the day before the execution said: A shor
time since, L. Harmon, a reputable lawyer in
Psoria, 111., sent word to Simon P. "Wolvei
ton, Esq., of Hester's counsel, informing
him that Dominic Gallagher, of Peoria,
would swear that "Kelly, the Bum,
had narrated to him "allT
the particulars of the Rea murder,
implicating Tully and McHugh, but stating
positively that Pat Hester was in no wise
connected with it. This fact was communi
cated to the board of pardons, but the affi
davit was not forthcoming, and so, with the
recollections of the howl over the reprieve
of Fisher under similar circumstances in
view, the members of the board by a decided
vote, it is said, declined to grant Hester
a reprieve. Since then the affidavit has
been sworn to by Gallagher, and is now on
its way East, and if received in time Sheriff
Hoffman thinks that it is barely possible,
but not probable, that the Governor's Secre
tary will be in Bloomsburg to-morrow with
a conditional reprieve, to be used only upon
the authority of the Governor, and that
authority not to be used unless Tully and
McHugh make full confessions, clearly
showing Hester's innocence.
The hair at present is dressed high on the
head, around a Spanish comb, narrow in the
back of the head, and dropping low on the
nape of the neckin a short chatelaine and
one or two short curls, and banged and
waved on the forehead, or made to look more
natural than nature itself with a Mercedes
coquetettie, which is an artificial banged and
curled front.
^crm
SIX.
People who still adhere to the look-at-your
tonsjue-and-leel of-jour-pulse doctor some
times express not a little curiosity hi regard to
Dr. R. V. Pierce's original method of dis
tinguishing all fonns of chronic disease with
out personal consultation. Some even sup
pose that he accomplishes this through clair
voyance, or some other species of professional
juusrlery. All this is utterly talse. He claims
to determine diseabe by the rational methods
of science only. Sa\s Coniley, in his Bio
graphical Encyclopedia of New York State,
speaking of this distinguished physician: "He
percefeed that in each ot the natural sciences
the investiirator proceeds accoidinn to a sys
tem ofsiqns. The geologist in his cabinet ac
curate!} determines and the cleit of
rock, which he has neujrdescribes
seen, iio the min
ute specimen on his table. And the chemist
in his laboratory notes the constituents of theI
sun with the same precision that he analjzeo
a crj&tal of rock salt, The analogous system
developed by Dr. Pierce in Medical Science is
worthy of his genm, and ha- made his name
justly celebrated." For a full explanation ot
this ingenious system of diagnosis, see the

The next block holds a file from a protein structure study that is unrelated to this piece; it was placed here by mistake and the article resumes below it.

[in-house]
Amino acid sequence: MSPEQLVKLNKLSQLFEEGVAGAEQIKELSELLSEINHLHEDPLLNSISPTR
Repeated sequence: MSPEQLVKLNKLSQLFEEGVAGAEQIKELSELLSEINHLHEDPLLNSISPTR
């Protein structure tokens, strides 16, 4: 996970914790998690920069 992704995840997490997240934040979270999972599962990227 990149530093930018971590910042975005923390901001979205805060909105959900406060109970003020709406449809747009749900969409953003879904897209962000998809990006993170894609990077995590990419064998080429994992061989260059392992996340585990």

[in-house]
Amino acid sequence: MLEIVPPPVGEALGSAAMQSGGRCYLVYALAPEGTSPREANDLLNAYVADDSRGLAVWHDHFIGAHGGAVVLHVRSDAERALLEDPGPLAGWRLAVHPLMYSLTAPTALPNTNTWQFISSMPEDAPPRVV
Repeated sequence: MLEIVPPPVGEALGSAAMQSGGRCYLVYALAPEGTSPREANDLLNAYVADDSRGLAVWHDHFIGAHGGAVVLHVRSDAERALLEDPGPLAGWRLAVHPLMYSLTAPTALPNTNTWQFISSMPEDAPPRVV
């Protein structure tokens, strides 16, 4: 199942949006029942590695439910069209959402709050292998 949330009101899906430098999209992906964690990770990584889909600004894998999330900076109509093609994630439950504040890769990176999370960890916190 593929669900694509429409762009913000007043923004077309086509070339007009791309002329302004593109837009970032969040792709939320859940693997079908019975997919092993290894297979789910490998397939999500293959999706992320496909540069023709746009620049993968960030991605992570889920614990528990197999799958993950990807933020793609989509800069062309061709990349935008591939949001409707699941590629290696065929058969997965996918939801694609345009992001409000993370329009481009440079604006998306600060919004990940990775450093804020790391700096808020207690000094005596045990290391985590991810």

People's Common Sen Medical Achistr,
sent, post-paid, to any addnsson receipt of
one dollar and fifty cents. Addiessthe author,
R. V. Pierce, M. Buffalo, N. Y.
"We are skeptics to a greater or less extent,
but when we have the truth before us how
can Ave but believe.
It is claimed Dr. Graves' HEART REGULA-
TOR will cure Heart Disease in all its forms.
F. E. Ranger of Wilton, Me., says:
"A few weeks ago I Pen' for a bot le of Dr. Graves'
HEARr EEGU ATOR. It has helped me more than
I expected, I consider it a gr al care for hfart dis
ease. I inclose, you will find, one dollar for hicu you
Will please send me another bottle and obi ge
E. RANGER."
If you don't believe this write to him and see
for ourself.
Among the many forms of Heart Disease are
Palpitation, Enlargement, Spasms of the
Heart, stoppage ol the Action of the heart,
Trembling all over and about the Heart Ossi
fication or Bony Formation of the Heart
Rheumatism, General Debility and Sinking of
the Spirits.
Send your name to F. E. INGALLS, Conco.-d,
N. H. for a pamphlet containing a list of test
imonials of cures, &c. The HEART REGU-
LATOR is for sale by Druggists at 50 cents
and $1 per bottle.
HVnhprs! Mothers!. Unt'ers!!" Don't
fail to procure Mrs. WIPSIOW'S Soothing Syrup
for all diseases hidden* to the period of teeth
ing in children, it iclieves the child from
pain, cures wind colic, regulates the bowls,
and, by giving relief and health to the child,
gives rest to the in jther. It is an old and
well-tried remedy.
CHEW
i he Celebrated
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TOBACCO
a PIONEER TOBACCO COMPANY,
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A n-lla*l Artl-1*
It is a pleasure to commend an article of a
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hesitate to do so in speaking of DOOLET'S
YEAST POWDER, which an experience* of over
ten years convinces us is the best and most
reliable baking powder in the mrket.
a
CAUTION.We caution all persons not to